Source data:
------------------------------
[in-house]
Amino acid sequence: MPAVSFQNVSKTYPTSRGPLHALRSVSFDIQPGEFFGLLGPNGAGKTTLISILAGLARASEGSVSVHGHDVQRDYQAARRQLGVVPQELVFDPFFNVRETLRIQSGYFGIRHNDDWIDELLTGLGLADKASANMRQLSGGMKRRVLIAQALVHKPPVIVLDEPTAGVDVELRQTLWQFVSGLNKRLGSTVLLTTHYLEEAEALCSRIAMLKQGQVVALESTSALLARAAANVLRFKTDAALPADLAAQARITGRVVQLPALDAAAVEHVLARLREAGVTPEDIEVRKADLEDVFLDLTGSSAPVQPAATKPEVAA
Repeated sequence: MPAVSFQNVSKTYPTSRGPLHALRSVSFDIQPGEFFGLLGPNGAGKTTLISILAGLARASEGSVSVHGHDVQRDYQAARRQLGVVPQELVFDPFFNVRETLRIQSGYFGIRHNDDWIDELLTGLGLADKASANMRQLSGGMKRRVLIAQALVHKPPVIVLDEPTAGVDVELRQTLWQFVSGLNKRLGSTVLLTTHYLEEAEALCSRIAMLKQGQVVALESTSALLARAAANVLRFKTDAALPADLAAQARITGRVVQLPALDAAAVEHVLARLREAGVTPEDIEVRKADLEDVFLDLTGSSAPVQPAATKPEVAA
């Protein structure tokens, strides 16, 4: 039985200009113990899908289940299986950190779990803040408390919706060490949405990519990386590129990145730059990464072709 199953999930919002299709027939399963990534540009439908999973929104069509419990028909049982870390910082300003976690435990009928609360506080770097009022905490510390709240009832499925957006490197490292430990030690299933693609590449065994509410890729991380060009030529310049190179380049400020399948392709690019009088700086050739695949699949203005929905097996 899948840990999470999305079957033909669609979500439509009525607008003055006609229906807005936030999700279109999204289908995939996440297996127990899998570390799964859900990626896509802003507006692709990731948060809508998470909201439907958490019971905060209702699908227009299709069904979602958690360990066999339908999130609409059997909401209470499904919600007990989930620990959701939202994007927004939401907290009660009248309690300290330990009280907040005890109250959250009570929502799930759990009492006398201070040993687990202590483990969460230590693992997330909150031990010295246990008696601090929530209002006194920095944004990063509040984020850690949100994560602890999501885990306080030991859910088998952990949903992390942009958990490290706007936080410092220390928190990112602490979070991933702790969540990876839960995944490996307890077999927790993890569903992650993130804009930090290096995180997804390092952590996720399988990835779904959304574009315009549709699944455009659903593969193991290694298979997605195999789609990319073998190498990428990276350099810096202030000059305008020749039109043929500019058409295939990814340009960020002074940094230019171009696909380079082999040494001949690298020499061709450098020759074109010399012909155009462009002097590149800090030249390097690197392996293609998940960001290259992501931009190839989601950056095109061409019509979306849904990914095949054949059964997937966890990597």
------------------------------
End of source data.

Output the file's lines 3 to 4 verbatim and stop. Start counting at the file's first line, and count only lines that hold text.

Repeated sequence: MPAVSFQNVSKTYPTSRGPLHALRSVSFDIQPGEFFGLLGPNGAGKTTLISILAGLARASEGSVSVHGHDVQRDYQAARRQLGVVPQELVFDPFFNVRETLRIQSGYFGIRHNDDWIDELLTGLGLADKASANMRQLSGGMKRRVLIAQALVHKPPVIVLDEPTAGVDVELRQTLWQFVSGLNKRLGSTVLLTTHYLEEAEALCSRIAMLKQGQVVALESTSALLARAAANVLRFKTDAALPADLAAQARITGRVVQLPALDAAAVEHVLARLREAGVTPEDIEVRKADLEDVFLDLTGSSAPVQPAATKPEVAA
């Protein structure tokens, strides 16, 4: 039985200009113990899908289940299986950190779990803040408390919706060490949405990519990386590129990145730059990464072709 199953999930919002299709027939399963990534540009439908999973929104069509419990028909049982870390910082300003976690435990009928609360506080770097009022905490510390709240009832499925957006490197490292430990030690299933693609590449065994509410890729991380060009030529310049190179380049400020399948392709690019009088700086050739695949699949203005929905097996 899948840990999470999305079957033909669609979500439509009525607008003055006609229906807005936030999700279109999204289908995939996440297996127990899998570390799964859900990626896509802003507006692709990731948060809508998470909201439907958490019971905060209702699908227009299709069904979602958690360990066999339908999130609409059997909401209470499904919600007990989930620990959701939202994007927004939401907290009660009248309690300290330990009280907040005890109250959250009570929502799930759990009492006398201070040993687990202590483990969460230590693992997330909150031990010295246990008696601090929530209002006194920095944004990063509040984020850690949100994560602890999501885990306080030991859910088998952990949903992390942009958990490290706007936080410092220390928190990112602490979070991933702790969540990876839960995944490996307890077999927790993890569903992650993130804009930090290096995180997804390092952590996720399988990835779904959304574009315009549709699944455009659903593969193991290694298979997605195999789609990319073998190498990428990276350099810096202030000059305008020749039109043929500019058409295939990814340009960020002074940094230019171009696909380079082999040494001949690298020499061709450098020759074109010399012909155009462009002097590149800090030249390097690197392996293609998940960001290259992501931009190839989601950056095109061409019509979306849904990914095949054949059964997937966890990597």